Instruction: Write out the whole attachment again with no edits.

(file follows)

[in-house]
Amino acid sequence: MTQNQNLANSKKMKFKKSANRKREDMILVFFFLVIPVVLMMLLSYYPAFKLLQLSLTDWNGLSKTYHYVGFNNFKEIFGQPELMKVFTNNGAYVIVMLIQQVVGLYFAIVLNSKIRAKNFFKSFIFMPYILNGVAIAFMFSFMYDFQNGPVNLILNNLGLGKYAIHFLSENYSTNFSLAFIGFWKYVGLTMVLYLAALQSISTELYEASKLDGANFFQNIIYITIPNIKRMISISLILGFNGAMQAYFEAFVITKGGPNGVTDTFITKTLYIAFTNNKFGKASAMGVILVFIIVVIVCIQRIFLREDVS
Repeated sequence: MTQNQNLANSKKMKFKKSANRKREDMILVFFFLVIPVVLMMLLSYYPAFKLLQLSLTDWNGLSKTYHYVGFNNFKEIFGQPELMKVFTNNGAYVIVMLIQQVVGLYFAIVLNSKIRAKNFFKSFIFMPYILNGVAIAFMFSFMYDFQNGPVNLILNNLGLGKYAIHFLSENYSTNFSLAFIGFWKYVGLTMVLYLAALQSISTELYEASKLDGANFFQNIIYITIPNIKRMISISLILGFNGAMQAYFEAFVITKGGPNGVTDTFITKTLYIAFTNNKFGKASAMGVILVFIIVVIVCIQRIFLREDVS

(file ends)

[in-house]
Amino acid sequence: MTQNQNLANSKKMKFKKSANRKREDMILVFFFLVIPVVLMMLLSYYPAFKLLQLSLTDWNGLSKTYHYVGFNNFKEIFGQPELMKVFTNNGAYVIVMLIQQVVGLYFAIVLNSKIRAKNFFKSFIFMPYILNGVAIAFMFSFMYDFQNGPVNLILNNLGLGKYAIHFLSENYSTNFSLAFIGFWKYVGLTMVLYLAALQSISTELYEASKLDGANFFQNIIYITIPNIKRMISISLILGFNGAMQAYFEAFVITKGGPNGVTDTFITKTLYIAFTNNKFGKASAMGVILVFIIVVIVCIQRIFLREDVS
Repeated sequence: MTQNQNLANSKKMKFKKSANRKREDMILVFFFLVIPVVLMMLLSYYPAFKLLQLSLTDWNGLSKTYHYVGFNNFKEIFGQPELMKVFTNNGAYVIVMLIQQVVGLYFAIVLNSKIRAKNFFKSFIFMPYILNGVAIAFMFSFMYDFQNGPVNLILNNLGLGKYAIHFLSENYSTNFSLAFIGFWKYVGLTMVLYLAALQSISTELYEASKLDGANFFQNIIYITIPNIKRMISISLILGFNGAMQAYFEAFVITKGGPNGVTDTFITKTLYIAFTNNKFGKASAMGVILVFIIVVIVCIQRIFLREDVS